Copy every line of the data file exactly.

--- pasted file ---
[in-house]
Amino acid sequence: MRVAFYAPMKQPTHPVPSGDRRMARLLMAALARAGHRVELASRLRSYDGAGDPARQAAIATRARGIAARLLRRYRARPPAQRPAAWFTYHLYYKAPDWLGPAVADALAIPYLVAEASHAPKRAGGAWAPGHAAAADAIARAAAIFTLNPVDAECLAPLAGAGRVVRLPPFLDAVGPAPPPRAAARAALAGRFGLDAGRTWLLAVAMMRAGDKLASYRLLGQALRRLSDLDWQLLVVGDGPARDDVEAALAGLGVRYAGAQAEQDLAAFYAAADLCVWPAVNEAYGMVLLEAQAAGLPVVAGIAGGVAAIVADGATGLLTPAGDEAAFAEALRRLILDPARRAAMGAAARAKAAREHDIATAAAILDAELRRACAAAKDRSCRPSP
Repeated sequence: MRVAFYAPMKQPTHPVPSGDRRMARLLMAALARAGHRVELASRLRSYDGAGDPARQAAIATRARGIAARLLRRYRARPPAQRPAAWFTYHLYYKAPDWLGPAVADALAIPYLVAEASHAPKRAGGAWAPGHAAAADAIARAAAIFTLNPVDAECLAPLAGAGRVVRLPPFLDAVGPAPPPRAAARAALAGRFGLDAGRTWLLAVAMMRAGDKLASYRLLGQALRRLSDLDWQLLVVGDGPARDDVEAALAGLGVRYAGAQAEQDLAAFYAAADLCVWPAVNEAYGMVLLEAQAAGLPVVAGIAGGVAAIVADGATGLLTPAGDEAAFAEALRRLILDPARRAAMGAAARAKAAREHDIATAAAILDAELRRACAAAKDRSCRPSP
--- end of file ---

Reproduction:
[in-house]
Amino acid sequence: MRVAFYAPMKQPTHPVPSGDRRMARLLMAALARAGHRVELASRLRSYDGAGDPARQAAIATRARGIAARLLRRYRARPPAQRPAAWFTYHLYYKAPDWLGPAVADALAIPYLVAEASHAPKRAGGAWAPGHAAAADAIARAAAIFTLNPVDAECLAPLAGAGRVVRLPPFLDAVGPAPPPRAAARAALAGRFGLDAGRTWLLAVAMMRAGDKLASYRLLGQALRRLSDLDWQLLVVGDGPARDDVEAALAGLGVRYAGAQAEQDLAAFYAAADLCVWPAVNEAYGMVLLEAQAAGLPVVAGIAGGVAAIVADGATGLLTPAGDEAAFAEALRRLILDPARRAAMGAAARAKAAREHDIATAAAILDAELRRACAAAKDRSCRPSP
Repeated sequence: MRVAFYAPMKQPTHPVPSGDRRMARLLMAALARAGHRVELASRLRSYDGAGDPARQAAIATRARGIAARLLRRYRARPPAQRPAAWFTYHLYYKAPDWLGPAVADALAIPYLVAEASHAPKRAGGAWAPGHAAAADAIARAAAIFTLNPVDAECLAPLAGAGRVVRLPPFLDAVGPAPPPRAAARAALAGRFGLDAGRTWLLAVAMMRAGDKLASYRLLGQALRRLSDLDWQLLVVGDGPARDDVEAALAGLGVRYAGAQAEQDLAAFYAAADLCVWPAVNEAYGMVLLEAQAAGLPVVAGIAGGVAAIVADGATGLLTPAGDEAAFAEALRRLILDPARRAAMGAAARAKAAREHDIATAAAILDAELRRACAAAKDRSCRPSP